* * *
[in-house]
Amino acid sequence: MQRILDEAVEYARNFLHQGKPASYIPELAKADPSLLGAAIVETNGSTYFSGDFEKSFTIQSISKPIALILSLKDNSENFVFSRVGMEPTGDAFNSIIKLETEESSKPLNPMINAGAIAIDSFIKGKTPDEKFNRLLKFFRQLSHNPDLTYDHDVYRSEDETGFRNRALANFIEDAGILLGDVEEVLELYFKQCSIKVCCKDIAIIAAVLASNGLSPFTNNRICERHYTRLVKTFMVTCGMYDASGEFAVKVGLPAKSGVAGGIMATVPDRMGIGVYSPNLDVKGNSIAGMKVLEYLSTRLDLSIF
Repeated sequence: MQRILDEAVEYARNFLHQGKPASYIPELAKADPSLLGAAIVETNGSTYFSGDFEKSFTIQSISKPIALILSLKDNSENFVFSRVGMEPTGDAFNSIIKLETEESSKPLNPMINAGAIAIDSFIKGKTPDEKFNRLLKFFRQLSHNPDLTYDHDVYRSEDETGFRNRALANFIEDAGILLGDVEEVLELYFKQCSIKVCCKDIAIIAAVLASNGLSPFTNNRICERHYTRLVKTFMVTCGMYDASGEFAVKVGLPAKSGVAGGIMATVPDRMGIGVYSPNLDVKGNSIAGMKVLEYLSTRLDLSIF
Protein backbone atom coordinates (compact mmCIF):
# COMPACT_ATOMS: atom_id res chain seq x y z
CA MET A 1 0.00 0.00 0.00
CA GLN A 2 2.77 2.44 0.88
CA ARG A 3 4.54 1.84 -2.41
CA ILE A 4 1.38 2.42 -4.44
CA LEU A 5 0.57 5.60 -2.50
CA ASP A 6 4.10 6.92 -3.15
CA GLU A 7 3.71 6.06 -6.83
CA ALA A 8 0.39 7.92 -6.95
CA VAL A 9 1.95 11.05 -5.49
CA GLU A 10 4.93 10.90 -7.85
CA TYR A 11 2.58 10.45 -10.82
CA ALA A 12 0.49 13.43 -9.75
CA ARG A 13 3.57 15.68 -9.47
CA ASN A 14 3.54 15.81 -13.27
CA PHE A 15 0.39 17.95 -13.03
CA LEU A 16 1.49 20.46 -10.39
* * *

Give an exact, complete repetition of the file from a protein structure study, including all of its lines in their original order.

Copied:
[in-house]
Amino acid sequence: MQRILDEAVEYARNFLHQGKPASYIPELAKADPSLLGAAIVETNGSTYFSGDFEKSFTIQSISKPIALILSLKDNSENFVFSRVGMEPTGDAFNSIIKLETEESSKPLNPMINAGAIAIDSFIKGKTPDEKFNRLLKFFRQLSHNPDLTYDHDVYRSEDETGFRNRALANFIEDAGILLGDVEEVLELYFKQCSIKVCCKDIAIIAAVLASNGLSPFTNNRICERHYTRLVKTFMVTCGMYDASGEFAVKVGLPAKSGVAGGIMATVPDRMGIGVYSPNLDVKGNSIAGMKVLEYLSTRLDLSIF
Repeated sequence: MQRILDEAVEYARNFLHQGKPASYIPELAKADPSLLGAAIVETNGSTYFSGDFEKSFTIQSISKPIALILSLKDNSENFVFSRVGMEPTGDAFNSIIKLETEESSKPLNPMINAGAIAIDSFIKGKTPDEKFNRLLKFFRQLSHNPDLTYDHDVYRSEDETGFRNRALANFIEDAGILLGDVEEVLELYFKQCSIKVCCKDIAIIAAVLASNGLSPFTNNRICERHYTRLVKTFMVTCGMYDASGEFAVKVGLPAKSGVAGGIMATVPDRMGIGVYSPNLDVKGNSIAGMKVLEYLSTRLDLSIF
Protein backbone atom coordinates (compact mmCIF):
# COMPACT_ATOMS: atom_id res chain seq x y z
CA MET A 1 0.00 0.00 0.00
CA GLN A 2 2.77 2.44 0.88
CA ARG A 3 4.54 1.84 -2.41
CA ILE A 4 1.38 2.42 -4.44
CA LEU A 5 0.57 5.60 -2.50
CA ASP A 6 4.10 6.92 -3.15
CA GLU A 7 3.71 6.06 -6.83
CA ALA A 8 0.39 7.92 -6.95
CA VAL A 9 1.95 11.05 -5.49
CA GLU A 10 4.93 10.90 -7.85
CA TYR A 11 2.58 10.45 -10.82
CA ALA A 12 0.49 13.43 -9.75
CA ARG A 13 3.57 15.68 -9.47
CA ASN A 14 3.54 15.81 -13.27
CA PHE A 15 0.39 17.95 -13.03
CA LEU A 16 1.49 20.46 -10.39